In a professional climate marked by the proliferation of social media, lawyers can tap a variety of outlets to effectively market themselves and their respective positions on thought leadership within the legal field.
The first step in appropriately branding yourself is setting up an online profile. LawQA, Google+, and YouTube are just a few of the most interactive sites that attorneys can utilize when beginning to establish an online presence. Personalize your profile with a series of professional photos—your target audience, peers, colleagues, and clientele will naturally want to put a face to your name. How many friends do you have on LinkedIn without profile photos?
The written content on your profile should be defined by concision, quality, as a reflection of your professional capabilities, and devoid of grammatical errors. Readability is critical—you want to avoid turning off your viewers with marginalizing jargon. In the age of the smart phone, your content has to be readily accessible and digestible on mobile devices as to maximize your potential readership. You’ll want to ensure that any written content is organized, suitably titled, and conveniently navigable within the confines of your profile.
While a number of lawyers may be prone to outsourcing the production of their profile content to their web marketing firms, you’re the expert in your respective field—and thereby the most viable candidate for producing content that’s relevant, genuine and engaging. For example, understanding exactly what penalties certain charges carry in a particular city or state may impact the way a tourist makes decisions when away from home. Other attorneys in your field of practice can gain insight into your views on a new or revised statute that could affect future clients. Your experience with clients and precise knowledge of your field make your content valuable for anyone who comes across it.
In addition to blog articles, you can bolster your profile with high-quality videos to deliver material to your viewers. Ill-conceived or shoddily-produced clips can hurt your image, so don’t skimp when it comes to developing videos that will also directly reflect your professionalism. For your viewership, one to three minute videos can serve to showcase not only your knowledge on legal expertise, but also provide brief insight into your personality and business acumen.
Videos are just one of the number of visual vehicles that you can implement to communicate with your target audience. Graphs, illustrations, maps, and other graphics are all aesthetic mediums by which you can disseminate information relevant to your area of expertise. Well-constructed visuals have the capacity to both synthesize and complement denser pieces of writing, making your content all the more accessible.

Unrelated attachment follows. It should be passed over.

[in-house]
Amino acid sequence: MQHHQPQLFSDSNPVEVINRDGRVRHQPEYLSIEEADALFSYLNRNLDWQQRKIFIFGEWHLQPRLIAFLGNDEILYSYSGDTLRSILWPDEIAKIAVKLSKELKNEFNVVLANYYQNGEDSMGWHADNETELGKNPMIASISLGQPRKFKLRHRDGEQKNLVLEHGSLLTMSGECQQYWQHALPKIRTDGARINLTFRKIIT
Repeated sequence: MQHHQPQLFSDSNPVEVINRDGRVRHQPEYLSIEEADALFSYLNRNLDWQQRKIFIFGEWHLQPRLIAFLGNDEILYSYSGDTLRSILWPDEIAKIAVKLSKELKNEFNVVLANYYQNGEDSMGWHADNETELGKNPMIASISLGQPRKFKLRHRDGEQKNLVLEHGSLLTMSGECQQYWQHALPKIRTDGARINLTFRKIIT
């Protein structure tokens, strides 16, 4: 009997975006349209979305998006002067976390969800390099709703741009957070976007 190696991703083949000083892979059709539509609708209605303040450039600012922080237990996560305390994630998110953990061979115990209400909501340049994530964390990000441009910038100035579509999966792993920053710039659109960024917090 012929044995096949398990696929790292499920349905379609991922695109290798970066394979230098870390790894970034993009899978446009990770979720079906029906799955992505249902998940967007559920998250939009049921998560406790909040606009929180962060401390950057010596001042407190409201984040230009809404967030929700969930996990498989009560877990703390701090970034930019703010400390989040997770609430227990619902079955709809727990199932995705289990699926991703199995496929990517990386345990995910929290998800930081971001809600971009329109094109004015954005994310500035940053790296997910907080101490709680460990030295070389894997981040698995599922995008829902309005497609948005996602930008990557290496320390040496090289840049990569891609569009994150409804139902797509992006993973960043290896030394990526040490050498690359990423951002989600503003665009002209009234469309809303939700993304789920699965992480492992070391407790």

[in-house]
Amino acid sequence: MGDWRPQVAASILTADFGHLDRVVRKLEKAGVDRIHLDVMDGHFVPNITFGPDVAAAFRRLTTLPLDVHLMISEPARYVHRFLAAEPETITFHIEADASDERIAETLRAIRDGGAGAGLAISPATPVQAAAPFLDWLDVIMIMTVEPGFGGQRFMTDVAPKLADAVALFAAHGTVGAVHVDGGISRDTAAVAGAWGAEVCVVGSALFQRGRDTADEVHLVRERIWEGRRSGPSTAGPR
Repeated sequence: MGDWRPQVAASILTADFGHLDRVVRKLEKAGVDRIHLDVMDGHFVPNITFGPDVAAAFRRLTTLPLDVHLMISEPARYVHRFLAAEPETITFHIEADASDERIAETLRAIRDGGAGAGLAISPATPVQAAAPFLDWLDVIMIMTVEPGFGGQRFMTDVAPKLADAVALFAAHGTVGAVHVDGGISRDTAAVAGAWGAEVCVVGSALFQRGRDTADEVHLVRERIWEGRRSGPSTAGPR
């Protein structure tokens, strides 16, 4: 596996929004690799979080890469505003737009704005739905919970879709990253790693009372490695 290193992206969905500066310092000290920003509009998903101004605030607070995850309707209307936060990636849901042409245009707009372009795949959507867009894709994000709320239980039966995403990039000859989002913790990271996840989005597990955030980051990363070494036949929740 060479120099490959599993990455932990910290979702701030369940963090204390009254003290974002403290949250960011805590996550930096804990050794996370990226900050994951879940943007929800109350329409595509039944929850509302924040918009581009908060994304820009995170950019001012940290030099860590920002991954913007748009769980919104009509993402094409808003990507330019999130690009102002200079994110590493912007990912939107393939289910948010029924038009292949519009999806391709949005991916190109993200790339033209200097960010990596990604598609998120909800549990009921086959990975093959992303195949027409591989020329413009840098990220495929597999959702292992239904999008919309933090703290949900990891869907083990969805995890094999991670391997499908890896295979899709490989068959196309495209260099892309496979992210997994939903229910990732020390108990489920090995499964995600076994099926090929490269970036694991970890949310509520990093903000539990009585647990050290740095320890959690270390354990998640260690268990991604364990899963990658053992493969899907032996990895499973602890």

In order to heighten your own visibility, however, you should take the liberty of joining groups in social media that are topical both in the capacity as peers and potential clients. LinkedIn outpaces other sites by providing hundreds of legal groups, open and closed and general to specific, that will give you access to exclusive peer knowledge and an untapped clientele. By maximizing your profile’s exposure among peer and professional circles, your profile will be more likely to get more hits and increase the likelihood of your ideas getting circulated.
Once you’ve developed a profile complete with your photo, well-written blog posts, visuals, and videos, you need to keep in mind one last pointer in order to stay relevant in the saturated social media echo chamber—consistency. Challenge yourself to keep to a regular timeline by employing a weekly, bi-weekly or monthly publishing schedule to keep your readers anticipating your next piece of writing. Avoid sacrificing content quality for the speed at which you publish—your posts should embody the ingenuity to which you hope to influence your readers, not exude the appearance of someone who is just trying to pick up new leads and clients. While the visual appeal and visibility of your profile are instrumental components of social media success, the quality of your content will determine whether you are simply a thought follower or pioneering thought leader.
Welcome to our inaugural GLSA Blog! This short note announces this new feature on the website and our plans for content.
We are very excited to start blogging to both provide information and education as well as thought leadership opportunities for our members. We are committed to publishing weekly on Thursdays to start. The contributors will include the GLSA Board, members, and sponsors.
The education committee chair, Tom Martin, will provide a monthly posting that recaps that month’s webinar. Matt Hahne, who chairs the Newsletter committee, has committed to publishing abstracts of the long articles that will be posted each month plus a link to full text. We will start each month with a Board member blog on a wide range of topics. Talented members and sponsors will fill out the remainder of the weeks. Our blog topics include tips on social media, firm culture, marketing tips, substantive law, and more.
Our next post will be from new member Seth Bloom on social media. The first board member post comes from Nicolle Schippers and examines the ABA Commission on the Future on Legal Services and Legal Plans. We would like to showcase our members’ talents and provide valuable insights each week. If you are interested in contributing to the blog, please email Board member and Marketing Committee chair Mary Juetten at firstname.lastname@example.org.
Entitled “Back to the Future of Legal Services,” the teleconference included an interview of Nicolle Schippers (ARAG) and Dan Lear (AVVO) moderated by Tom Martin (LawDroid) and hosted by GLSA. (more…)